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Six things you need to know before booking an overseas holiday right now

July 19 is here! But what does it mean for travel? Get up to speed with the latest restrictions British travellers face abroad

Written by
Lorna Parkes

July 19 was dubiously crowned ‘freedom day’ in the UK, but travelling abroad still falls a long way short of being as free and easy as it was pre-pandemic. That said, there’s every reason to be optimistic if you’re in desperate need of some reliable summer rays or a dose of adventure – even more so if you’ve got a degree of flexibility in your schedule (and a relaxed attitude to choosing a destination).

When it comes to booking a holiday right now, the only guarantee is that nothing is guaranteed. With the lifting of quarantine for fully vaccinated UK residents returning from ‘amber list’ countries, the flight route map is looking busier than it has done at any point over the past 18 months. But there are some eye-watering complexities to booking a trip, and you should steel yourself for last-minute changes. Here’s what you need to know.

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Everything you need to know about booking an overseas trip

1. Every country has different entry requirements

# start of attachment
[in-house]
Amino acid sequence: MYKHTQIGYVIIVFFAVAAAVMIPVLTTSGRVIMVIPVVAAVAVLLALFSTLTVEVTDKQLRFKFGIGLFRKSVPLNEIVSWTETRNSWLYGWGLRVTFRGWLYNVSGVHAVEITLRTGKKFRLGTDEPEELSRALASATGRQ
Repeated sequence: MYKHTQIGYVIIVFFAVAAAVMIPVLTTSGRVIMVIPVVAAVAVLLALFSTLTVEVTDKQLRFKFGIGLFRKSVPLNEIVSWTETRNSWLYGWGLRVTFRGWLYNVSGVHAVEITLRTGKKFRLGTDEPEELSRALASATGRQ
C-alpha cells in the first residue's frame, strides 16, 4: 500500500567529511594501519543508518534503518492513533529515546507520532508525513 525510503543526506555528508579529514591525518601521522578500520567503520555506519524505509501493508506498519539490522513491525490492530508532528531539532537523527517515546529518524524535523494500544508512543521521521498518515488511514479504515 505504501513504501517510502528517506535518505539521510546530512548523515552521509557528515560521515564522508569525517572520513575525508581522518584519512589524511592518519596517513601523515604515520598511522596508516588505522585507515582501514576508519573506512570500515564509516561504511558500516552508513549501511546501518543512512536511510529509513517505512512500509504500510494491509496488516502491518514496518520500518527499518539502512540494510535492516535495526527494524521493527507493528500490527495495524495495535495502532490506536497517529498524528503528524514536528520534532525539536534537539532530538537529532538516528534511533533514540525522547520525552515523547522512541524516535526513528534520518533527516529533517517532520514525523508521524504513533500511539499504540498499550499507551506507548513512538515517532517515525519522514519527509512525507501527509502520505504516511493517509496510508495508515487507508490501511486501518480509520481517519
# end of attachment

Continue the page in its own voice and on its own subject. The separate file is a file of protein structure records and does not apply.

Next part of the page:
For the past year one of the biggest disincentives to travel has been the British government’s fluctuating quarantine rules for returning holidaymakers. Ditching quarantine requirements for double-jabbed travellers returning from ‘amber list’ countries to England has effectively turned around 150 countries ‘green’

But there’s a major catch. The question of who will let us in is another matter altogether. Before booking any trip, it’s crucial that you check the rules of the destination you’re hoping to travel to. Plenty of countries are still welcoming Brits with open arms (for now), but entry requirements vary and can change fast enough to give you whiplash. 

Some destinations may require incoming Brits to show proof of vaccination through the NHS app. Others require a negative PCR or rapid antigen test within 72 hours of arrival. There may also be forms to fill in pre-arrival, and you could be subject to extra screening at your destination airport. Some countries on the ‘amber list’ still aren’t even letting any leisure travellers in. The FCDO website has all this information listed in excruciating detail, country by country.

2. If you’re not double-jabbed, quarantine-free options are slim

If you’ve not yet had both doses of the vaccine, there are still options open to you – but you can expect extra hoops to jump through. July 2021 research from Which? surveyed popular British holiday destinations including Spain, Portugal and Greece and found that unvaccinated travellers are in line to pay significantly more than – and in some cases more than double – vaccinated travellers for testing.